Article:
U.S. Reps. Vern Buchanan and Ted Yoho of Florida are among House Republicans submitting 11th hour election security legislation after a $600 million House bill passed in March along partisan lines was stymied in the Senate.
Time is running out to pass federal legislation to implement election security upgrades with late October targeted as the latest that any enacted bill could distribute allocations to states in time to purchase, install and train on new equipment and procedures before the November 2020 election.
On Sept. 19, the Senate Appropriations Subcommittee on Financial Services & General Government unanimously advanced a spending bill that includes $250 million for states to address election security ahead of the 2020 elections.
The proposed Senate elections security bill comes months after the House adopted HR 1, "The For the People Act of 2019," that allocated $600 million for states’ election security upgrades with a requirement that they back up machines with paper ballots.
The House-approved bill idled after Majority Leader Sen. Mitch McConnell refused to take up the measure, calling it the “Democrat Politician Protection Act,” claiming it would “federalize” elections and actually make them more vulnerable to hacking.
In 2017, the federal government classified elections systems as critical infrastructure. In March 2018, Congress appropriated $380 million to states through the Election Assistance Commission [EAC] for election infrastructure and security upgrades through the 2002 Help America Vote Act.
Florida received a $14.5 million Help American Vote Act grant from the EAC.
Since then, Congress has done little, with HR 1 stalled and the Senate only recently responding with a proposed $250 million bill.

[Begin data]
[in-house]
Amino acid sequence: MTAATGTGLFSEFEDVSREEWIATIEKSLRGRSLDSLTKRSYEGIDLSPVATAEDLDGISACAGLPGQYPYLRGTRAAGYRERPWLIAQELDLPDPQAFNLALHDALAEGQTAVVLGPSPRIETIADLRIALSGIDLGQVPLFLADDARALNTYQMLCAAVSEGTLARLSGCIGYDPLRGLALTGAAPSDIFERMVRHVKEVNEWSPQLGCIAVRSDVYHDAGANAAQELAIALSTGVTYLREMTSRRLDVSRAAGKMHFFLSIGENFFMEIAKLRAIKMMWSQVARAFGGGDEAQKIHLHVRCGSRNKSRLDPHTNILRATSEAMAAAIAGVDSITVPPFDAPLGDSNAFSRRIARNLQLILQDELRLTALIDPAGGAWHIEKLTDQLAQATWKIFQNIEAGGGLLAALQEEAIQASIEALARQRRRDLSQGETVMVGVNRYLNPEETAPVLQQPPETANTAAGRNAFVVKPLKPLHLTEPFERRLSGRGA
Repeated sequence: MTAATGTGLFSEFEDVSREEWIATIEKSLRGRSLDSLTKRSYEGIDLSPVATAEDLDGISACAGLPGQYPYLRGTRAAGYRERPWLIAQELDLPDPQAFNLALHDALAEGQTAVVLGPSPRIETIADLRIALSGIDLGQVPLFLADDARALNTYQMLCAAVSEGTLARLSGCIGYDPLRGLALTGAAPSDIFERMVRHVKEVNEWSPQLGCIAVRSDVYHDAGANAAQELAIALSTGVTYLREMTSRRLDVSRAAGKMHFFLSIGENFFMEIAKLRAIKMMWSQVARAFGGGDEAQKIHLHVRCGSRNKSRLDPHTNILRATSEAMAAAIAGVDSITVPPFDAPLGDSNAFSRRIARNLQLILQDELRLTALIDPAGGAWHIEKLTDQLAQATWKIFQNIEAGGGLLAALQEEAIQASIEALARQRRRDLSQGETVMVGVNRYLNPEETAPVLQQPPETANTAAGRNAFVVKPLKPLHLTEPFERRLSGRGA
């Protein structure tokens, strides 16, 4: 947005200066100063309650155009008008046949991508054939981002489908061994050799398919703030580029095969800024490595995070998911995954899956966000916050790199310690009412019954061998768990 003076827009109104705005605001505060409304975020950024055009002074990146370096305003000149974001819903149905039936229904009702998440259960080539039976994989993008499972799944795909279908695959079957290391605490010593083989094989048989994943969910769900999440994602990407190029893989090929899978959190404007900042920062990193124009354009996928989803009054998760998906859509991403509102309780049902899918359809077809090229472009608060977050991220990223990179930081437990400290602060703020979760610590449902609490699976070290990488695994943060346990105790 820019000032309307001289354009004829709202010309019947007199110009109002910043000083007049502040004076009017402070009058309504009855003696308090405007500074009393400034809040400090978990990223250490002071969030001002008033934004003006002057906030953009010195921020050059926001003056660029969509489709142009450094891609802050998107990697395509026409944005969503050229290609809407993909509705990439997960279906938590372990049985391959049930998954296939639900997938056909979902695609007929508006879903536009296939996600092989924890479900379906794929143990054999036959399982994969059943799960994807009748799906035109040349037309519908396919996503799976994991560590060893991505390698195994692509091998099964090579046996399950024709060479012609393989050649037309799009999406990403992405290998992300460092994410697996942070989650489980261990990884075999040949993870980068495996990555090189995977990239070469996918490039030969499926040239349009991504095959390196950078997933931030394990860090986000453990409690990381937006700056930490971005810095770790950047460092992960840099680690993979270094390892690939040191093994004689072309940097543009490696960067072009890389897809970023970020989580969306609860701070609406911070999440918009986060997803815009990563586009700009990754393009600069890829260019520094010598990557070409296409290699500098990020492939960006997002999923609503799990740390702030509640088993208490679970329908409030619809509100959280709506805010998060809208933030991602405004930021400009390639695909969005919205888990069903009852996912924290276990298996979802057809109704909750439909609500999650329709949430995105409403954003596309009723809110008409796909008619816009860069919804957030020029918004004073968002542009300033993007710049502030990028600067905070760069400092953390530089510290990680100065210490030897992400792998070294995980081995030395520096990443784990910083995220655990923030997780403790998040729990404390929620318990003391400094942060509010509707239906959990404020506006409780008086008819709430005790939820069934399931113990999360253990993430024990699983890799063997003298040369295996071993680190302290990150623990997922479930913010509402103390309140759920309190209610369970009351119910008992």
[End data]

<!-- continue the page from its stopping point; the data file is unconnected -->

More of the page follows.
Even if adopted, the Brennan Center for Justice estimates it would cost at least $2 billion to secure states’ electoral systems to safeguard them from trespass and manipulation.
The Brennan Center and the Stanford Cyber Policy Center maintain 8,000 election jurisdictions across the country do not have the IT support to ward off cyber intrusion.
There have been notable improvements, according to the Brennan Center, which estimates that nearly 90 percent of Americans will cast their ballots on paper-based systems in 2020, compared with 80 percent in 2016.
Pennsylvania, Georgia and South Carolina will replace all paperless voting machines by 2020, while Arkansas, Virginia and Delaware did so this year.
However, voters in eight states – Texas, Louisiana, Tennessee, Mississippi, Kansas, Indiana, Kentucky, New Jersey – will continue to use some form of paperless voting in 2020.
According to a 2018 analysis by the National Conference of State Legislatures, 38 states now require voluntary federal testing and certification of election systems, although eight states do not require any sort of testing or certification.
With the proposed Senate measure only earmarking about $250 million for elections security, House Republicans have submitted a bill boosting that allocation to about $400 million.
Buchanan, of Sarasota, is among 52 Republican co-sponsors of HR 3412, "The Election Security Assistance Act," which would provide $400 million for local and state election officers to upgrade technology and create an Election Cyber Assistance Unit within DHS to offer information and best practices for local election officials nationwide.
Florida Reps. Michael Waltz, Mario Diaz-Balart and John Rutherford have also signed onto the bill.
Rep. Ted Yoho, of Gainesville, is the lead sponsor of HR 1493, "The Cyber Deterrence and Response Act," which would create a three-step DHS process to identify, discourage and respond to state-sponsored cyberattacks.
Buchanan is among nine Republicans and four Democrats who are co-sponsoring Yoho’s bill.
Getting money and resources to states to prepare for the 2020 election is critical – especially for Florida, Buchanan said.
“We need to make sure our electoral process is not jeopardized by Russian meddling or any other state-sponsored hackers or rogue regimes,” he said in a statement.